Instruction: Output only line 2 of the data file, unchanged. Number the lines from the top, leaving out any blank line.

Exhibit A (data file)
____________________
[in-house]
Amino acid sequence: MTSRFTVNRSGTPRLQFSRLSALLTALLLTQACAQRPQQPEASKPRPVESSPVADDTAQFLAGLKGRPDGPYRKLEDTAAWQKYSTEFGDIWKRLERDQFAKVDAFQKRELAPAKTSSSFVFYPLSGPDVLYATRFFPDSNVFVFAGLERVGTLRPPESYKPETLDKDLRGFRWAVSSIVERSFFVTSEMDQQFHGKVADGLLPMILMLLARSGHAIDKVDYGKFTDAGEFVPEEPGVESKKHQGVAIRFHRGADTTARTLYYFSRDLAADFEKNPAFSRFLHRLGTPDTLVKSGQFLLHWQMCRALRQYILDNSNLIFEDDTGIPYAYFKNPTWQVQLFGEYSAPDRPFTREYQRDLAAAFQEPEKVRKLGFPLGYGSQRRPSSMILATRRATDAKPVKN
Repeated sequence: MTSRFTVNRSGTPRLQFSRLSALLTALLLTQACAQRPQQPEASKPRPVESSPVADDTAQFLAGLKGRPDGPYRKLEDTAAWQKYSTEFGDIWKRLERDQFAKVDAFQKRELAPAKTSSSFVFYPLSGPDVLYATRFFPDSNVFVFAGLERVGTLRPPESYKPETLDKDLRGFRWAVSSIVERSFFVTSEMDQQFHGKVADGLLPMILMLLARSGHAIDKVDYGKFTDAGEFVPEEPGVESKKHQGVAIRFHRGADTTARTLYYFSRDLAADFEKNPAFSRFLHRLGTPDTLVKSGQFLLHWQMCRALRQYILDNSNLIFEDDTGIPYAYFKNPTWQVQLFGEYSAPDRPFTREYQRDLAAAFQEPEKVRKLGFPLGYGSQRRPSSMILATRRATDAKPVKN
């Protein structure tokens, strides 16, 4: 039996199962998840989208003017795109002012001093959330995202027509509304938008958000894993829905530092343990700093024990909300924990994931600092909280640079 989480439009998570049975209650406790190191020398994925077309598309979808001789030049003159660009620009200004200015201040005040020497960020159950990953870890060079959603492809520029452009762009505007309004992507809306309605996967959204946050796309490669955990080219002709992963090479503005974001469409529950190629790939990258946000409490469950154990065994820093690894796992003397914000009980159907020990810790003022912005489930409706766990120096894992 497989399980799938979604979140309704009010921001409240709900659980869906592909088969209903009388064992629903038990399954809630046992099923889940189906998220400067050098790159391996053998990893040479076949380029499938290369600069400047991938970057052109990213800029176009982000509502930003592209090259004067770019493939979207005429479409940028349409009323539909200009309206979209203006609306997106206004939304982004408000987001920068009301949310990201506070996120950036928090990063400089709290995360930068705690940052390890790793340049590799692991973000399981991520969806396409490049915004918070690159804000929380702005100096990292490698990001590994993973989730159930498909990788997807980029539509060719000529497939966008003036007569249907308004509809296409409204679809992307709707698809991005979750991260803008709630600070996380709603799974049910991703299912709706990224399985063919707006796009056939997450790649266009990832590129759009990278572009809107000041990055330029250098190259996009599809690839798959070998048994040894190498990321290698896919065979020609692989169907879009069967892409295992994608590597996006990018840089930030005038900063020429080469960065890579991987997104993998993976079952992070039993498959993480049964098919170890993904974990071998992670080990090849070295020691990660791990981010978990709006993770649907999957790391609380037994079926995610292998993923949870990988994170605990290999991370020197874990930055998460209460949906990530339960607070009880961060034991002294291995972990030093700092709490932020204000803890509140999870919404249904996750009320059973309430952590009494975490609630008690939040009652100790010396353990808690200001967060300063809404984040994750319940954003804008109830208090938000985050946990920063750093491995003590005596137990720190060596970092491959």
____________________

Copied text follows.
Amino acid sequence: MTSRFTVNRSGTPRLQFSRLSALLTALLLTQACAQRPQQPEASKPRPVESSPVADDTAQFLAGLKGRPDGPYRKLEDTAAWQKYSTEFGDIWKRLERDQFAKVDAFQKRELAPAKTSSSFVFYPLSGPDVLYATRFFPDSNVFVFAGLERVGTLRPPESYKPETLDKDLRGFRWAVSSIVERSFFVTSEMDQQFHGKVADGLLPMILMLLARSGHAIDKVDYGKFTDAGEFVPEEPGVESKKHQGVAIRFHRGADTTARTLYYFSRDLAADFEKNPAFSRFLHRLGTPDTLVKSGQFLLHWQMCRALRQYILDNSNLIFEDDTGIPYAYFKNPTWQVQLFGEYSAPDRPFTREYQRDLAAAFQEPEKVRKLGFPLGYGSQRRPSSMILATRRATDAKPVKN